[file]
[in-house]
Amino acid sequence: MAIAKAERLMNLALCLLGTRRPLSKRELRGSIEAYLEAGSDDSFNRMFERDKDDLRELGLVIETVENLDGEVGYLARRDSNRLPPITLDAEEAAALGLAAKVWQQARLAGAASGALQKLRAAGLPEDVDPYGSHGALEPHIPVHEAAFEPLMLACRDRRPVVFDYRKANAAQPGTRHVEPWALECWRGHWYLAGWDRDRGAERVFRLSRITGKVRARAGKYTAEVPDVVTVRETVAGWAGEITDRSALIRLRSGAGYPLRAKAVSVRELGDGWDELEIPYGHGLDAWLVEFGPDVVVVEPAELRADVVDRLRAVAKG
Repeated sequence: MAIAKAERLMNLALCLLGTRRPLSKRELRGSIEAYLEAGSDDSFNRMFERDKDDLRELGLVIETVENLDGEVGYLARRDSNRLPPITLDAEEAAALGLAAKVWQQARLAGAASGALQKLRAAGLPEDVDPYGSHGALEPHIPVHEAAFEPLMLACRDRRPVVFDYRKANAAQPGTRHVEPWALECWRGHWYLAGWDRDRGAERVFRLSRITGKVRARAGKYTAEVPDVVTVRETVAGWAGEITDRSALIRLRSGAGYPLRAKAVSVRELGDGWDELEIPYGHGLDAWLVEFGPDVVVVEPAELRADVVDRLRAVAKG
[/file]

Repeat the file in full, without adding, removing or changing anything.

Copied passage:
[in-house]
Amino acid sequence: MAIAKAERLMNLALCLLGTRRPLSKRELRGSIEAYLEAGSDDSFNRMFERDKDDLRELGLVIETVENLDGEVGYLARRDSNRLPPITLDAEEAAALGLAAKVWQQARLAGAASGALQKLRAAGLPEDVDPYGSHGALEPHIPVHEAAFEPLMLACRDRRPVVFDYRKANAAQPGTRHVEPWALECWRGHWYLAGWDRDRGAERVFRLSRITGKVRARAGKYTAEVPDVVTVRETVAGWAGEITDRSALIRLRSGAGYPLRAKAVSVRELGDGWDELEIPYGHGLDAWLVEFGPDVVVVEPAELRADVVDRLRAVAKG
Repeated sequence: MAIAKAERLMNLALCLLGTRRPLSKRELRGSIEAYLEAGSDDSFNRMFERDKDDLRELGLVIETVENLDGEVGYLARRDSNRLPPITLDAEEAAALGLAAKVWQQARLAGAASGALQKLRAAGLPEDVDPYGSHGALEPHIPVHEAAFEPLMLACRDRRPVVFDYRKANAAQPGTRHVEPWALECWRGHWYLAGWDRDRGAERVFRLSRITGKVRARAGKYTAEVPDVVTVRETVAGWAGEITDRSALIRLRSGAGYPLRAKAVSVRELGDGWDELEIPYGHGLDAWLVEFGPDVVVVEPAELRADVVDRLRAVAKG